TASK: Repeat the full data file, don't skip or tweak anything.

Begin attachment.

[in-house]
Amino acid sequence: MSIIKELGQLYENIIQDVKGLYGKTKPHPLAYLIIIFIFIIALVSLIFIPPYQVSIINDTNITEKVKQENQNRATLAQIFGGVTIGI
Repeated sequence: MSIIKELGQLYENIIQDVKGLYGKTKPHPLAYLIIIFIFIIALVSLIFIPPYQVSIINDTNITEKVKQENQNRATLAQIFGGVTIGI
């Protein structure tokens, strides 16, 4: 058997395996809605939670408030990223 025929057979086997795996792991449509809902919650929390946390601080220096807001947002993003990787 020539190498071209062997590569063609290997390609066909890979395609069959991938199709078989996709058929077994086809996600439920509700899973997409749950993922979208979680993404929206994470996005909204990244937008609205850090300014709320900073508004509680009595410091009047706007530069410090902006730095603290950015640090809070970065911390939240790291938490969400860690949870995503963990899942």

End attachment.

[in-house]
Amino acid sequence: MSIIKELGQLYENIIQDVKGLYGKTKPHPLAYLIIIFIFIIALVSLIFIPPYQVSIINDTNITEKVKQENQNRATLAQIFGGVTIGI
Repeated sequence: MSIIKELGQLYENIIQDVKGLYGKTKPHPLAYLIIIFIFIIALVSLIFIPPYQVSIINDTNITEKVKQENQNRATLAQIFGGVTIGI
């Protein structure tokens, strides 16, 4: 058997395996809605939670408030990223 025929057979086997795996792991449509809902919650929390946390601080220096807001947002993003990787 020539190498071209062997590569063609290997390609066909890979395609069959991938199709078989996709058929077994086809996600439920509700899973997409749950993922979208979680993404929206994470996005909204990244937008609205850090300014709320900073508004509680009595410091009047706007530069410090902006730095603290950015640090809070970065911390939240790291938490969400860690949870995503963990899942």